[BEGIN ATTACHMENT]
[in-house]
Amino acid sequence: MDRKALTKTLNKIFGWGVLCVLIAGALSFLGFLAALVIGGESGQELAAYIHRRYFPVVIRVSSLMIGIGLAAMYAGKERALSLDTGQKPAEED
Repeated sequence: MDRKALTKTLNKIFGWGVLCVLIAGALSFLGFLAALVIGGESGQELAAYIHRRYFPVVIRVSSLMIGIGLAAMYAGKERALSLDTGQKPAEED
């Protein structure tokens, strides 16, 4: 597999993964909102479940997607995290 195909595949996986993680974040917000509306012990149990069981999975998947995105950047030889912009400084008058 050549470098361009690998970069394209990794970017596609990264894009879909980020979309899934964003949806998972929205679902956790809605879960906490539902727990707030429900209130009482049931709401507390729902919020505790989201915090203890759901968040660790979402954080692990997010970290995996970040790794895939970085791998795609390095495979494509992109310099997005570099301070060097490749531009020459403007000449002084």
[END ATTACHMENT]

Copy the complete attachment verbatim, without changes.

[in-house]
Amino acid sequence: MDRKALTKTLNKIFGWGVLCVLIAGALSFLGFLAALVIGGESGQELAAYIHRRYFPVVIRVSSLMIGIGLAAMYAGKERALSLDTGQKPAEED
Repeated sequence: MDRKALTKTLNKIFGWGVLCVLIAGALSFLGFLAALVIGGESGQELAAYIHRRYFPVVIRVSSLMIGIGLAAMYAGKERALSLDTGQKPAEED
């Protein structure tokens, strides 16, 4: 597999993964909102479940997607995290 195909595949996986993680974040917000509306012990149990069981999975998947995105950047030889912009400084008058 050549470098361009690998970069394209990794970017596609990264894009879909980020979309899934964003949806998972929205679902956790809605879960906490539902727990707030429900209130009482049931709401507390729902919020505790989201915090203890759901968040660790979402954080692990997010970290995996970040790794895939970085791998795609390095495979494509992109310099997005570099301070060097490749531009020459403007000449002084």